Tuesday, March 21, 2006

Tax cut on repatriated earnings

Courtesy of the always-helpful TaxProf Blog, I note that the American Shareholders Assocation has just published a report concerning the recently enacted temporary tax cut on repatriated earnings, permitting U.S. multinationals, for a short time window only, to bring back overseas funds and pay tax on them at only a 5.25% rate rather than the full rate. The report shows that the amount repatriated vastly exceeds amounts projected by the Joint Committee on Taxation. The total is expected to surge past $300 billion, as opposed to a projected total of $130 trillion.

I always thought this was horrible legislation, a view shared by most who were not on the lobbying payroll of the groups seeking it, and shared even by those (including me) who believe that there is much to be said for a permanent low tax rate on repatriated foreign source active business income, or indeed U.S. exemption (making our system a territorial one purely on U.S. source income). The problem lies in the temporary character, which you can't credibly say will be once only. (You can say it, but don't expect anyone to believe you.) So foreign tax repatriations after the window closes will be down, I would expect, not only because pent-up repatriation demand has been satisfied but because people are waiting for the next low-rate holiday.

The unexpected flow of dividends makes the provision even "better" than its enactors expected, from a totally myopic point of view. Current revenues are increased, making the deficit smaller, if enough of these funds would otherwise have remained abroad for now. But future revenues, outside the budget window, are reduced, very likely by a much greater present value than the short-term increase. You can be certain that this gimmick will be used again and again in the coming years - increasing short-term revenues in exchange for damaging the U.S. government's long-term fiscal position. The push to encourage conversion from traditional IRAs to Roth IRAs (the cost of which is back-loaded) is the most prominent example of this, but surely will not stand alone.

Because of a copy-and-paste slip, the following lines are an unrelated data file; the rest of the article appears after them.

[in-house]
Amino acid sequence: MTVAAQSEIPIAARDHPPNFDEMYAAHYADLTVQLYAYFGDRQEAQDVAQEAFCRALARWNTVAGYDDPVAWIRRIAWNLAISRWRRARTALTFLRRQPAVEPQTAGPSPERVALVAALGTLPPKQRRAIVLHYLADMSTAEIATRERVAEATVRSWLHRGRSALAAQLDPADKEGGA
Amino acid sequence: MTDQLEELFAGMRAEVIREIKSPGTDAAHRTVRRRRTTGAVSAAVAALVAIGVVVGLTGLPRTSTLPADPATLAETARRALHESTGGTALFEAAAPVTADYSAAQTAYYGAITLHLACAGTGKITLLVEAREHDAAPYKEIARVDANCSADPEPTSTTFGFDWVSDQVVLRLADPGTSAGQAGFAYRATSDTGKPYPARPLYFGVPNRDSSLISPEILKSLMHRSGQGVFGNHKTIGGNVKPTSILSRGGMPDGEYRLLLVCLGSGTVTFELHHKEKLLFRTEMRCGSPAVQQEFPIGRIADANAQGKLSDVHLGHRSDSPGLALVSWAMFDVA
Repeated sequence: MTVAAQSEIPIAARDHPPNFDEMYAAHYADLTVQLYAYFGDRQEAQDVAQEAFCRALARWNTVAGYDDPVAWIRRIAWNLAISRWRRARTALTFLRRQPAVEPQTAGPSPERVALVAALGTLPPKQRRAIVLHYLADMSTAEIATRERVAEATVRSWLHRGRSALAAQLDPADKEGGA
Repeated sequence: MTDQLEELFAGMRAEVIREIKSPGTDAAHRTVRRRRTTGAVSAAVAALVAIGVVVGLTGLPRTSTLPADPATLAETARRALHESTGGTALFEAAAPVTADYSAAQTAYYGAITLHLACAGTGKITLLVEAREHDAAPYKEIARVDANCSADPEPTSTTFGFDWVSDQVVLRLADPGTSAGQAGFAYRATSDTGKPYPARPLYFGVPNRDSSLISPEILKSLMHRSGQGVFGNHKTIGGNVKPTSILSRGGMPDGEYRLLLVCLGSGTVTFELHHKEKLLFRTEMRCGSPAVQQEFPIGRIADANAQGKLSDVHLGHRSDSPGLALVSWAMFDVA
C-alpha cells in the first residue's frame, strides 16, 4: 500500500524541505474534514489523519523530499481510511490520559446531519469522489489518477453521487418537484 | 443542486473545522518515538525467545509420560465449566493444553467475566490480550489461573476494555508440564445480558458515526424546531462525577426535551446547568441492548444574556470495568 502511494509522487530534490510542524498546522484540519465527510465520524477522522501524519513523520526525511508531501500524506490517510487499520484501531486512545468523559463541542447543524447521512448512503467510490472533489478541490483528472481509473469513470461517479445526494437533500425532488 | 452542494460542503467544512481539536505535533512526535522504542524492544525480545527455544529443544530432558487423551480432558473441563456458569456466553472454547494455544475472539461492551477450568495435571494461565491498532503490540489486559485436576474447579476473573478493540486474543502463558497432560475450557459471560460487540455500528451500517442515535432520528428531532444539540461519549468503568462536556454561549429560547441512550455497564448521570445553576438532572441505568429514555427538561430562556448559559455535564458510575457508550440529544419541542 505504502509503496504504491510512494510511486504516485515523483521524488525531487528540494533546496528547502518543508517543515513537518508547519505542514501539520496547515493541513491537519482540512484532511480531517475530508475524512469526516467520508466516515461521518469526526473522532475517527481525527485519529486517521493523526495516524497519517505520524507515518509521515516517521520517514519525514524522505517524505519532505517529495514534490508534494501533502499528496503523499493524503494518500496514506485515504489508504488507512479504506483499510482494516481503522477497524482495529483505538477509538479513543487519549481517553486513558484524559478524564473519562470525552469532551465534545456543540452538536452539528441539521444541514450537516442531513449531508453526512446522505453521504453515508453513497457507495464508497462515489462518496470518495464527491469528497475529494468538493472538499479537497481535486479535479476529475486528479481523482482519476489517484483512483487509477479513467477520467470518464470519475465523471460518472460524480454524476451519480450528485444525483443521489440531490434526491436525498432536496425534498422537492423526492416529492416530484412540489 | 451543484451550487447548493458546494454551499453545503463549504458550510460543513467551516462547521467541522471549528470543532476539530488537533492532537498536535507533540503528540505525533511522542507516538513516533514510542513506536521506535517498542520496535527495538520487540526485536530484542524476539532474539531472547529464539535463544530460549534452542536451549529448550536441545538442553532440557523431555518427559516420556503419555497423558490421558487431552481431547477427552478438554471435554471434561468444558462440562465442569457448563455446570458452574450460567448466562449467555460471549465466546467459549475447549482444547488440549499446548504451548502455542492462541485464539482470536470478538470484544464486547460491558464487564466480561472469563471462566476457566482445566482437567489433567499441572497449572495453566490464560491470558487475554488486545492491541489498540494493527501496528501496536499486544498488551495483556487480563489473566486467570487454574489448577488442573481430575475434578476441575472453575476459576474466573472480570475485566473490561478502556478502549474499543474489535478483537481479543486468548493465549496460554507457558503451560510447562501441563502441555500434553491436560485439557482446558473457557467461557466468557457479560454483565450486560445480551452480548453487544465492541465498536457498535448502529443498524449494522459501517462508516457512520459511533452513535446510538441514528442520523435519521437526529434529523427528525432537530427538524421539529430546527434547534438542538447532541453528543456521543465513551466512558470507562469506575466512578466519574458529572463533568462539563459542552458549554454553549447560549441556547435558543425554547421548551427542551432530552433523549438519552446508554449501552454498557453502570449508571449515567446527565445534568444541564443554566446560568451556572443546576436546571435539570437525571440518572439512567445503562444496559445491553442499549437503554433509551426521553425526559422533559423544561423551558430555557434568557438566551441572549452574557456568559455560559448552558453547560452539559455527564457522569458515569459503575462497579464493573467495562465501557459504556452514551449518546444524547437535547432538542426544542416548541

I must say I'm not surprised by the under-estimate, even though I'm certain that the Joint Committee did its revenue estimates reasonably and in good faith. There was so much lobbying muscle behind this provision that you knew a lot of money had to be involved.

On the other hand, it's a bit surprising that the companies are willing to pay 5.25%. Current wisdom among the leading international tax economists and lawyers is that the repatriation tax is awfully easy to avoid, so why pay anything? I suspect that it has something to do with accounting. Even if the companies pay more tax than they would have otherwise, management would likely be fine with that if it permitted them to free up deferred tax liabilities that they had booked for financial accounting purposes. As I once heard an investment banker remark, "Saving taxes is all very nice, but reported earnings per share make the world go round."

7 comments:

Anonymous said...

Hi Dan,
I think you are right, plus, for many MNEs continuous deferral is costly (direct and indirect costs) and they may predict that such costs will continue to be significant or even grow, so for them five percent with almost no strings attached looks better than (maybe) costly and maybe risky deferral.
Yariv

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